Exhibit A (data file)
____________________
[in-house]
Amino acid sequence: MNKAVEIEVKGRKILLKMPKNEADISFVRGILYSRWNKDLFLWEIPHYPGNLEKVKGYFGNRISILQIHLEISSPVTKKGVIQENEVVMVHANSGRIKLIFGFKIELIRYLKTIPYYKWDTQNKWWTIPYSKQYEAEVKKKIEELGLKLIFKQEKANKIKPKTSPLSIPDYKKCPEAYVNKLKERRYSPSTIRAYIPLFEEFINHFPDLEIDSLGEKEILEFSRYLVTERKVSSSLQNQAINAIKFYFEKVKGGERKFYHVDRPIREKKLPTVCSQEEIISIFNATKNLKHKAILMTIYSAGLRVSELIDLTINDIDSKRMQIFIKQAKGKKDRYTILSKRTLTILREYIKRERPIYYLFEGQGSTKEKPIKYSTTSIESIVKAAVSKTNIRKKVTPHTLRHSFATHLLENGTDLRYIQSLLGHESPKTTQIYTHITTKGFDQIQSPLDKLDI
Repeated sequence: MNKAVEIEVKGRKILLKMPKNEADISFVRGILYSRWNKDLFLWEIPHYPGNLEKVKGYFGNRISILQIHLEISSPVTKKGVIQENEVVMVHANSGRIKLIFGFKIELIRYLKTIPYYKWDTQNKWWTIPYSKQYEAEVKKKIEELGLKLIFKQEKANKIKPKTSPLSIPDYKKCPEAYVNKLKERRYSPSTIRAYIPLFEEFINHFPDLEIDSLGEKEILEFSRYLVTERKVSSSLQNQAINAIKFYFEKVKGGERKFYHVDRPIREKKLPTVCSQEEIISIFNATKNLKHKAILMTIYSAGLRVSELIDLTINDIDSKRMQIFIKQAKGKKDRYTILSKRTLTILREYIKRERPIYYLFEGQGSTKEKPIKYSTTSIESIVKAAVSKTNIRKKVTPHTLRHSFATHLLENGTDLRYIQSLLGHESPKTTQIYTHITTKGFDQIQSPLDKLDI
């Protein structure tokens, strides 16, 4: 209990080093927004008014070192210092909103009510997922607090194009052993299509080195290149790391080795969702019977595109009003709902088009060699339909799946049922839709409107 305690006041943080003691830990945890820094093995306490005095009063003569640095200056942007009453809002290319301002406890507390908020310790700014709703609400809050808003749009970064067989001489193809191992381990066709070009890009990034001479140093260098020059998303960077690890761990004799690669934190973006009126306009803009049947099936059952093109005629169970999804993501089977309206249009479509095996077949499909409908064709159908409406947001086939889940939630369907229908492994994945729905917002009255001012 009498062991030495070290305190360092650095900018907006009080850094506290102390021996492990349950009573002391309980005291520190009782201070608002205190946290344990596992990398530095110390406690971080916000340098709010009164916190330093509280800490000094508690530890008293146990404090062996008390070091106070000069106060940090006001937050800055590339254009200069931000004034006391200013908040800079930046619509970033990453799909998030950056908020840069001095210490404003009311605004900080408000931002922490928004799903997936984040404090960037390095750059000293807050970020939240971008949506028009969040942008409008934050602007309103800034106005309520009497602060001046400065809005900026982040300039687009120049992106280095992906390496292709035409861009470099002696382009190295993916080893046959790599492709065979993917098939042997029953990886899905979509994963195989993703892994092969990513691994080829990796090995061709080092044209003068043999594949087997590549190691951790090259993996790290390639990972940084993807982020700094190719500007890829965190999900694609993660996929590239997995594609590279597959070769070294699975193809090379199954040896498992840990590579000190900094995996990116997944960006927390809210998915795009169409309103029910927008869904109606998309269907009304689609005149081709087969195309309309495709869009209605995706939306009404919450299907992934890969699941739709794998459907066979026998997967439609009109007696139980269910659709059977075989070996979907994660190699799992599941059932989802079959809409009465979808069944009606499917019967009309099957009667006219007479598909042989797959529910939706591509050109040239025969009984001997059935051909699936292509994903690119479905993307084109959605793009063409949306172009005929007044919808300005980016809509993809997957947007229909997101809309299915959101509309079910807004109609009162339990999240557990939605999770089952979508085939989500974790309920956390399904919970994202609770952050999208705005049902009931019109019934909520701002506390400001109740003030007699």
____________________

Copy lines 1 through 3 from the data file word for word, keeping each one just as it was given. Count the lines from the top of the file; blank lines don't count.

[in-house]
Amino acid sequence: MNKAVEIEVKGRKILLKMPKNEADISFVRGILYSRWNKDLFLWEIPHYPGNLEKVKGYFGNRISILQIHLEISSPVTKKGVIQENEVVMVHANSGRIKLIFGFKIELIRYLKTIPYYKWDTQNKWWTIPYSKQYEAEVKKKIEELGLKLIFKQEKANKIKPKTSPLSIPDYKKCPEAYVNKLKERRYSPSTIRAYIPLFEEFINHFPDLEIDSLGEKEILEFSRYLVTERKVSSSLQNQAINAIKFYFEKVKGGERKFYHVDRPIREKKLPTVCSQEEIISIFNATKNLKHKAILMTIYSAGLRVSELIDLTINDIDSKRMQIFIKQAKGKKDRYTILSKRTLTILREYIKRERPIYYLFEGQGSTKEKPIKYSTTSIESIVKAAVSKTNIRKKVTPHTLRHSFATHLLENGTDLRYIQSLLGHESPKTTQIYTHITTKGFDQIQSPLDKLDI
Repeated sequence: MNKAVEIEVKGRKILLKMPKNEADISFVRGILYSRWNKDLFLWEIPHYPGNLEKVKGYFGNRISILQIHLEISSPVTKKGVIQENEVVMVHANSGRIKLIFGFKIELIRYLKTIPYYKWDTQNKWWTIPYSKQYEAEVKKKIEELGLKLIFKQEKANKIKPKTSPLSIPDYKKCPEAYVNKLKERRYSPSTIRAYIPLFEEFINHFPDLEIDSLGEKEILEFSRYLVTERKVSSSLQNQAINAIKFYFEKVKGGERKFYHVDRPIREKKLPTVCSQEEIISIFNATKNLKHKAILMTIYSAGLRVSELIDLTINDIDSKRMQIFIKQAKGKKDRYTILSKRTLTILREYIKRERPIYYLFEGQGSTKEKPIKYSTTSIESIVKAAVSKTNIRKKVTPHTLRHSFATHLLENGTDLRYIQSLLGHESPKTTQIYTHITTKGFDQIQSPLDKLDI